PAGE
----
A "tip" led officers to the silver BMW, and the car was towed to a Department of Justice (DOJ) crime lab on May 16. The car was apparently owned by a friend of defendants and sold about a month after the shooting. [FN 2] A DOJ firearms expert and a DOJ fingerprint expert did not obtain from the car any inculpatory evidence within their respective realms, but both experts noted that the car had been recently cleaned thoroughly.
[FN 2] The friend was Jasvir G., who was also charged with the crimes. These charges, however, were dismissed after the preliminary hearing.
Cell phone records for defendants were introduced. In addition to listing calls made and received, cell phone records can show the approximate location of a cell phone, which links to the nearest cell tower during calls. Defendant Kulwant's records displayed a 7:23 p.m. call on May 14 linked to a tower near the kabaddi tournament, and calls at 10:51 and 10:52 p.m. that night linked to another tower within a half mile of the Sansar Restaurant (these two tower sites are on opposite sides of Stockton -- Charter Way and near Hammer Lane, respectively). Defendant Pardeep's records show a flurry of seven calls between his cell phone and one particular phone number between 10:57 p.m. and 11:26 p.m. on May 14. Defendant Pardeep's cell phone received calls from this number again at 11:27, 11:33 and 11:44 p.m. The Sansar Restaurant shooting was first reported in a 911 call at 11:32 p.m.
There was also evidence that defendant Pardeep had changed his appearance after the incident and before his trial -- he shaved his long beard and discarded his turban.
The defense theory was that Satwinder G. is a powerful figure in the Sikh community who wanted defendants blamed for the shooting after they had insulted him at the kabaddi tournament, and that the other witnesses felt obliged to support Satwinder because they knew him well. In support of this defense, defendants, as noted, highlighted some inconsistencies between eyewitness testimony and statements to law enforcement. Additionally, defendant Pardeep offered Sarwan S. as an alibi witness (Sarwan effectively testified he was with Pardeep for most of the May 14 night, but this defense was undercut by Sarwan's additional testimony that he did drop Pardeep off at Pardeep's home earlier that night and by Pardeep's phone records indicating that Pardeep's cell phone called Sarwan's cell phone at 9:02 p.m.). The defense also questioned the lighting conditions at the site of the shooting, and noted that Satwinder had launched his own investigation into the shooting even though he had positively identified defendants as the shooters to the police.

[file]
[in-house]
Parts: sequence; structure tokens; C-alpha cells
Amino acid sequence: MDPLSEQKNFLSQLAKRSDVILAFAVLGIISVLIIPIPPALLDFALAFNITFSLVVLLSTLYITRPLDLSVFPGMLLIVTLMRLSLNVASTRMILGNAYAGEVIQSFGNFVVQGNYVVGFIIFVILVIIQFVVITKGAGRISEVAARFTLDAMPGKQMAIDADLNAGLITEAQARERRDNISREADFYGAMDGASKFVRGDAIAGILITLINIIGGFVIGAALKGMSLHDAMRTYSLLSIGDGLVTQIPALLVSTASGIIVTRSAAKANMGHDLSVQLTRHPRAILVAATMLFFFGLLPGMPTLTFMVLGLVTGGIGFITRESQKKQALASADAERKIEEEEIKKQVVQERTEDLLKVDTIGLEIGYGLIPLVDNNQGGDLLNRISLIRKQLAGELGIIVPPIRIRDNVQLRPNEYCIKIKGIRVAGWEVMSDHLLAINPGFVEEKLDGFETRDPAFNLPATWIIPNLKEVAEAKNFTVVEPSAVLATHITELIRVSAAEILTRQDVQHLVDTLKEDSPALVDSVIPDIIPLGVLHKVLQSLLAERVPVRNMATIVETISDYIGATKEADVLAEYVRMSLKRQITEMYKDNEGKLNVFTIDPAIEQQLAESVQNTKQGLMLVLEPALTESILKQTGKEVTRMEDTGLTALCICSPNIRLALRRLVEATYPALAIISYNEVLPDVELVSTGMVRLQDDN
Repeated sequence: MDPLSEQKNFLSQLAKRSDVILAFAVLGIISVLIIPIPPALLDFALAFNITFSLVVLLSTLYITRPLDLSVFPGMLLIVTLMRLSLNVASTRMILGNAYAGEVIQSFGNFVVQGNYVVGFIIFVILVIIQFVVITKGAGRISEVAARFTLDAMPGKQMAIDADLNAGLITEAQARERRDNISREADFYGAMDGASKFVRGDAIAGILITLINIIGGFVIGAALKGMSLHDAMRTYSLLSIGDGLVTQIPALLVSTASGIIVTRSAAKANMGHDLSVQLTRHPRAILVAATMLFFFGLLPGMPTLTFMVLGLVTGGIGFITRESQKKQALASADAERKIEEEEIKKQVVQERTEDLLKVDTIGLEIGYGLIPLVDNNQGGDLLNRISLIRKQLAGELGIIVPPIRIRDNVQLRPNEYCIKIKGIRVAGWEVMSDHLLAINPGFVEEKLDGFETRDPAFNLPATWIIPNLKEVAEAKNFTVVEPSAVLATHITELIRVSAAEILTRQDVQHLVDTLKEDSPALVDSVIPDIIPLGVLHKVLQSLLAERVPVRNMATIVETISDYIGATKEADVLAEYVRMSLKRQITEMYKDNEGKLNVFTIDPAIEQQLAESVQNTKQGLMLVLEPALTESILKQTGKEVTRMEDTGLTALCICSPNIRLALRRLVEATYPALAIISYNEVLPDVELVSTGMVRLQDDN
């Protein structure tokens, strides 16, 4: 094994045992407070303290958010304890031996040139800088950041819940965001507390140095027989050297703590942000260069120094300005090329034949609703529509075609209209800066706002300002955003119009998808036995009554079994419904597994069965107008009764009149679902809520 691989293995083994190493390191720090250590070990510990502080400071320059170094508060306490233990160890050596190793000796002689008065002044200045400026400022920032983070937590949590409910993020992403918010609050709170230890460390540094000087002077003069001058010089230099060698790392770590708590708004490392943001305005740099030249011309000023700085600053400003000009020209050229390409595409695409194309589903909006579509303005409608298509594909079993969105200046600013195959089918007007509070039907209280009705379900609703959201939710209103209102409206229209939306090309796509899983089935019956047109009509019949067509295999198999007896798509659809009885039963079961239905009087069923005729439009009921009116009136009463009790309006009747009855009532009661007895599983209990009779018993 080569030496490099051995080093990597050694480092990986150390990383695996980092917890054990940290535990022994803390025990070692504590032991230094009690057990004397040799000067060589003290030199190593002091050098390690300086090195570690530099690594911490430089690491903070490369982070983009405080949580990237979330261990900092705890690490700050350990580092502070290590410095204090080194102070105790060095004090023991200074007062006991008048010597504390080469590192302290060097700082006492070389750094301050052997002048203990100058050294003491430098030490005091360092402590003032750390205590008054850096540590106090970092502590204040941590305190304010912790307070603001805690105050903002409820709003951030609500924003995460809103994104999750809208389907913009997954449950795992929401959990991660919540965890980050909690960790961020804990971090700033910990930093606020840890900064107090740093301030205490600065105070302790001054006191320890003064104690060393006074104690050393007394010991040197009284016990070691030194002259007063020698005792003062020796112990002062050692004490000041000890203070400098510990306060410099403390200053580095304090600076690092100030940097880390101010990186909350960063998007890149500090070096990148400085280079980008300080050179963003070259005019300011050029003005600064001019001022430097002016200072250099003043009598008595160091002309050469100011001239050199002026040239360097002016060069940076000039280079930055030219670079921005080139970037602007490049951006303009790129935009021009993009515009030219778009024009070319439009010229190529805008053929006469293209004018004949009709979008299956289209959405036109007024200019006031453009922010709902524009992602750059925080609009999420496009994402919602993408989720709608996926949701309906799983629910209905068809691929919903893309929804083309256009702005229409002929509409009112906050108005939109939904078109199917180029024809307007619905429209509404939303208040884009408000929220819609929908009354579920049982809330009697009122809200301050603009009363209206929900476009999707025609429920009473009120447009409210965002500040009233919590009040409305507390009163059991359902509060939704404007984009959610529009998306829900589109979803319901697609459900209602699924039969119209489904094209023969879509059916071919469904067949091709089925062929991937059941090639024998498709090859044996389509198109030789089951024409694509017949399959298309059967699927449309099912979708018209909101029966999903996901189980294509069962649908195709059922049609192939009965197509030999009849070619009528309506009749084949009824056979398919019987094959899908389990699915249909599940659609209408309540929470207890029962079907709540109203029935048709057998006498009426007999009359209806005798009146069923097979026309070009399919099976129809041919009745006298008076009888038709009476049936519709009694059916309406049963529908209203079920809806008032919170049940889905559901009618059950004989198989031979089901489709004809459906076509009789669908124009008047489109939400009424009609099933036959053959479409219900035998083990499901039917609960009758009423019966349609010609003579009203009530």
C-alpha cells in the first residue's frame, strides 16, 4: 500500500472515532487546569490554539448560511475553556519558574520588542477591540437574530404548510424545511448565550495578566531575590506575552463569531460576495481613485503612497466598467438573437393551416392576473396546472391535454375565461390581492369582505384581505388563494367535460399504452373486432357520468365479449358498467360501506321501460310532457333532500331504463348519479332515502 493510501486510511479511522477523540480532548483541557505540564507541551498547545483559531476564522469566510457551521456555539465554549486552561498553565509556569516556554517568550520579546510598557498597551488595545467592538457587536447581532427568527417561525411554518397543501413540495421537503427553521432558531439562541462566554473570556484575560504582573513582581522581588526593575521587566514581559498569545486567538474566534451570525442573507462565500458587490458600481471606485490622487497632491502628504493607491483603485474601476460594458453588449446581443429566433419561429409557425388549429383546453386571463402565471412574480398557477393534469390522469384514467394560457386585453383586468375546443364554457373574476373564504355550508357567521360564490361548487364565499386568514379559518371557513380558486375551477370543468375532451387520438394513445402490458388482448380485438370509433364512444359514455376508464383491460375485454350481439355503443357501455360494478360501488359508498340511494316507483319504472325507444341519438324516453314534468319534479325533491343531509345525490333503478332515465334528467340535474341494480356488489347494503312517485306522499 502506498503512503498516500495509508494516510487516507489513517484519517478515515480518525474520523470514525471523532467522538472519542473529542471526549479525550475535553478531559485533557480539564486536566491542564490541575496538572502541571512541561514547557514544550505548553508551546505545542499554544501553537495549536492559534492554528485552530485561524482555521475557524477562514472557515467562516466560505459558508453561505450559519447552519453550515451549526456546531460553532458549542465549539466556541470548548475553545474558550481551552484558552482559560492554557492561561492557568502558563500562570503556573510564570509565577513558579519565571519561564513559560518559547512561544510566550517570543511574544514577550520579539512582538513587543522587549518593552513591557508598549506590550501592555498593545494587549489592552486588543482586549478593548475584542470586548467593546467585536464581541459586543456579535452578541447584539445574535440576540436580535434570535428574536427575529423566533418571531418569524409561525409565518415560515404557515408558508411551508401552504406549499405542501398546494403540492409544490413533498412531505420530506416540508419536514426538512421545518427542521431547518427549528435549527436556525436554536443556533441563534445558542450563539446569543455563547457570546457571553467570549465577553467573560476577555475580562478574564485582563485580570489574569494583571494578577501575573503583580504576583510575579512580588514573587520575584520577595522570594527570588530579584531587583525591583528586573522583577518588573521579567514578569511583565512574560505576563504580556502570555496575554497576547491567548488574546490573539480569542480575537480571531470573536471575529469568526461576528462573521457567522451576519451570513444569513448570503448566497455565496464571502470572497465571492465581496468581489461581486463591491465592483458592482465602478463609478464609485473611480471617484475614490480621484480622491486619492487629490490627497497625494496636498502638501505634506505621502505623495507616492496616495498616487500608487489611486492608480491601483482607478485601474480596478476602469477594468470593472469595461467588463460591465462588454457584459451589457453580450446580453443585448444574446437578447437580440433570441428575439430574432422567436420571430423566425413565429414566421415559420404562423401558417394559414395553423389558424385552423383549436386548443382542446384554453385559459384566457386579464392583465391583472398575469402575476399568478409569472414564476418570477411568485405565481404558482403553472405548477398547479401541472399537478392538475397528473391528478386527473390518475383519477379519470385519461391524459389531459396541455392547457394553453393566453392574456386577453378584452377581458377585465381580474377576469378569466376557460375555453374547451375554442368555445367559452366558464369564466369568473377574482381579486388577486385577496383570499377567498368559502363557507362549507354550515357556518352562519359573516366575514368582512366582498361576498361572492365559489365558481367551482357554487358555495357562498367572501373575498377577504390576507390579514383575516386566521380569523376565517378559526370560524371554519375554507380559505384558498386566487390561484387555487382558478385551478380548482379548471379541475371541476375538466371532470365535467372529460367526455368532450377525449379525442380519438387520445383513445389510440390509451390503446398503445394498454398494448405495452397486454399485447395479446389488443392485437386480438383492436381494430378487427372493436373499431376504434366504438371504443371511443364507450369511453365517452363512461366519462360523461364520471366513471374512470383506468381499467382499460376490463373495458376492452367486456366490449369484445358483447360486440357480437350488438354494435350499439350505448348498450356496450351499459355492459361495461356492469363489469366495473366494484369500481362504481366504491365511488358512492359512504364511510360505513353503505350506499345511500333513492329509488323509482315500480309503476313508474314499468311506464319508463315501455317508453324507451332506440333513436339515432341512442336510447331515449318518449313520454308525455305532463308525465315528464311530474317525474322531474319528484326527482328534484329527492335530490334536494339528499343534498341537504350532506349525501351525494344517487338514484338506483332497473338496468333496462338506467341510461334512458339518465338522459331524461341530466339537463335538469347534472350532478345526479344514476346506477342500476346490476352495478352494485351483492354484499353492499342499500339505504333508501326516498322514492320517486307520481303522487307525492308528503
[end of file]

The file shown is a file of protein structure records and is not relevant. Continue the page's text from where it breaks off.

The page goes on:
In rebuttal, Manjit U. testified that Sarwan S. came to the Sansar restaurant after the shooting and told him, "I tried to stop them [i.e. Kulwant, Pardeep and Happy], but they wouldn't stop.
People v. Singh, No. C058988, 2010 WL 765453, at *1-2 (Cal. Ct. App. 3d Dist. Mar. 8, 2010).
After Petitioner was convicted and sentenced, he filed a direct appeal to the California Court of Appeal. Petitioner raised one issue in that appeal, specifically, whether the trial court improperly denied his request to admit evidence of third-party culpability. On March 8, 2010, the California Court of Appeal affirmed the judgment.
As Petitioner was proceeding with his direct appeal, he also filed separate state petitions for writ of habeas corpus. In those petitions, Petitioner asserted the claims he raises in this federal petition. In June and August 2009, the San Joaquin County Superior Court denied Petitioner's state habeas petitions in written opinions.*fn2 The California Court of Appeal summarily denied the state habeas petition on November 25, 2009. The California Supreme Court summarily denied the state habeas petition on July 28, 2010.
In April 2011, Petitioner filed the instant federal habeas petition. Respondent answered the petition in June 2011. ...